The distributed system for this case study was a set of 6000 machines connecetd using token rings. The parallel impementation is done using a manager-worker organization, similar to a master-slave arrangement except that the workers request assignments as well. The workers repeatedly request assignments from the manager and process the work. Finally when there is no additional work to perform, the worker reports the result of their computations to the manager. This partail results are then accumulated by the manager and it then writes the output.
The computations are assigned to the workers by chopping or cutting the computation cube in the most efficient manner. For this case study it was found that chopping the cube perpendicular to the frequency axis is the most efficient way. For this chopping process to be fully efficient it is however necessary that each worker keeps a separate copy of x by z array (the other two dimensions of the cube). The parallelism is furter improved by recognizing that ideas from the previous section (particularly on how the inner loop was optimized) should be incorporated here. In this case the inner loop can be thought of as a sequential computation of the subcubes. While the setup procedure in this case deals with communicating the surfaces of these subcubes. Once this analogy with the sequential code is recognized all the techniques that were developed and used in the previous section can be now used here.
For the first det of results the subcubes or the work assignments are slices of the cube one frequency wide. The evaluation of this subcube requires the extrapolation table of seimic imaging, the velocity model (nx by nz matrix) and a row of frequency data (nx complex numbers).The first two rows of figure (1) shows the results obtained with a small (nx=467, nz=200,mw=228) dataset and a large (nx=1000, nz=400, nw=303) dataset. The table includes entries for runtime and utilization. Runtime is wall clock time on unloaded machines, while utilization is sequential runtime divided by the product of the number of workers and the runtime, expressed as percentage. The small-slice-at-a-time utilization figures are disappointing as distributing the computation seems to entail significant communication overhead. This overload was due to low effective bandwidth and this strategy failed to overlap this overhead with useful computation.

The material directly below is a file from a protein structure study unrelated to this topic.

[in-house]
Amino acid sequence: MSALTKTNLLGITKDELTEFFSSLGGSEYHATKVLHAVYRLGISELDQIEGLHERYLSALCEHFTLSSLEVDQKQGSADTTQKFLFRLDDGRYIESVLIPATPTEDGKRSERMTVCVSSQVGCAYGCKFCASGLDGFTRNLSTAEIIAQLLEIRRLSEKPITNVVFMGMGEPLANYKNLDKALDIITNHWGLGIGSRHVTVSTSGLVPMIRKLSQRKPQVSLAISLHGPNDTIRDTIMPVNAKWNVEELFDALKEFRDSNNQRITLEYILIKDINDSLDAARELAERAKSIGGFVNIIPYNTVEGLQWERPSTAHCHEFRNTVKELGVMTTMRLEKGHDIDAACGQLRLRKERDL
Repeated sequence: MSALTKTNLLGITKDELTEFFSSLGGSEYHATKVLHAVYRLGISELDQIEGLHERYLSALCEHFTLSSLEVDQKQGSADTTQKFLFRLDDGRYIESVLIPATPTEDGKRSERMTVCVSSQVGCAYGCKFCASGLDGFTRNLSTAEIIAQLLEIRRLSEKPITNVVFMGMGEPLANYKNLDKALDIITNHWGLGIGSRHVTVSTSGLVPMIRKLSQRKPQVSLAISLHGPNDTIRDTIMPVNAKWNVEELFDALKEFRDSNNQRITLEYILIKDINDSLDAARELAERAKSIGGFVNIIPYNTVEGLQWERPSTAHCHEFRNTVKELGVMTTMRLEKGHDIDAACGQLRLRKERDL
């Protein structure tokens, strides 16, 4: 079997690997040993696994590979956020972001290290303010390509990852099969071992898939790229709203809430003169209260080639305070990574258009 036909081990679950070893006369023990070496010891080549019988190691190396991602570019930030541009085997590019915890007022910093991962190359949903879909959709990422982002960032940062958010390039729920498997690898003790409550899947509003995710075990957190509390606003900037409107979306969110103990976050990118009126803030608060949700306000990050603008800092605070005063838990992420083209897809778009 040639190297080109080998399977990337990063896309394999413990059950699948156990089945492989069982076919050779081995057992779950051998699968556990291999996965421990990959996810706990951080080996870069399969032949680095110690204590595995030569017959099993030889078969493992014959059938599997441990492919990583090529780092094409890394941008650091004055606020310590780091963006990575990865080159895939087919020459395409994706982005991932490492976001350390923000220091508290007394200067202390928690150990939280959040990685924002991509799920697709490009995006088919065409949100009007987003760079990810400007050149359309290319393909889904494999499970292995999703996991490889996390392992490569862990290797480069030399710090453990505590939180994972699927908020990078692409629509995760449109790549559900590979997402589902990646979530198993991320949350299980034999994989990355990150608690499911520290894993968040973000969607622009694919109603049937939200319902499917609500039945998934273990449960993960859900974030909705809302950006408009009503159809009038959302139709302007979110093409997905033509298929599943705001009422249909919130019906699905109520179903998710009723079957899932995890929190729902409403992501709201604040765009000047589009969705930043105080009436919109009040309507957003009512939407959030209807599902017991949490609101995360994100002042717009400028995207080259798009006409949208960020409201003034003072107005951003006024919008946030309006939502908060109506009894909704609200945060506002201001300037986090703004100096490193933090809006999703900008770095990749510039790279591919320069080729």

To overcome this problem a julienne strategy was then adapted, whose primary goal is to overlap communication with useful computation. For this the initial assignment to each worker should have a small surface area to allow rapid startip of all workers as well as a large volume so that the worker does not have a long wait before the manager is ready for the workers' next request. The surface to volume ratio of this initial assignment is minimized by sending twice as many velocity rows as frequency rows as the frequencies are complex. In this strategy the initial work assignment involved 25 frequency rows and 50 velocity rows. The manager sends 50 row swaths of the velocity matrix with each assignment until each processor has the entire velocity matrix. Thereafter the manager sends 25 row swaths of the frequency matrix. The results are shown in the third and fourth row. It shows a marked improvement in performance.
The julienne techniques can be further improved by using for example variable sized julienne strips. In this case study, the processor is idle when the worker is communicating with the manager. Thus placing two workers on the processor may allow further overlap. These strategies however have not been implemented in this study.
This Case study demonstrates that the performance of the seismic imaging code can be improved by a factor of 2 to 4 by exploiting knowledge of the architecture of the environment. This techniques of improving the performance apply at all levels of the machines, from the ALUs and registers to the memory hierarchy. Another important conclusion of this case study is that it is helpful to visualize a scientific computation as a multidimensional soild where the surface area corresponds to communication and the volume to computation.
1. G. Almasi, Parallel distributed seismic migration. In Proc. ACM Workshop on Parallel and Distributed computing, 1991
2.G.F. Grohoski. Machine organization of the IBM RISC System/6000 processor. IBM J. Res. Des., volume 34(1).
3.D. Hale, Stable explicit depth extrapolation of seismic wavefields, 60th Annual meeting, SEG, 1994.
4. H.S.Warren, Instruction scheduling for the IBM RISC System/6000 processor. IBM J. Res. Dev , volume 34, 1990.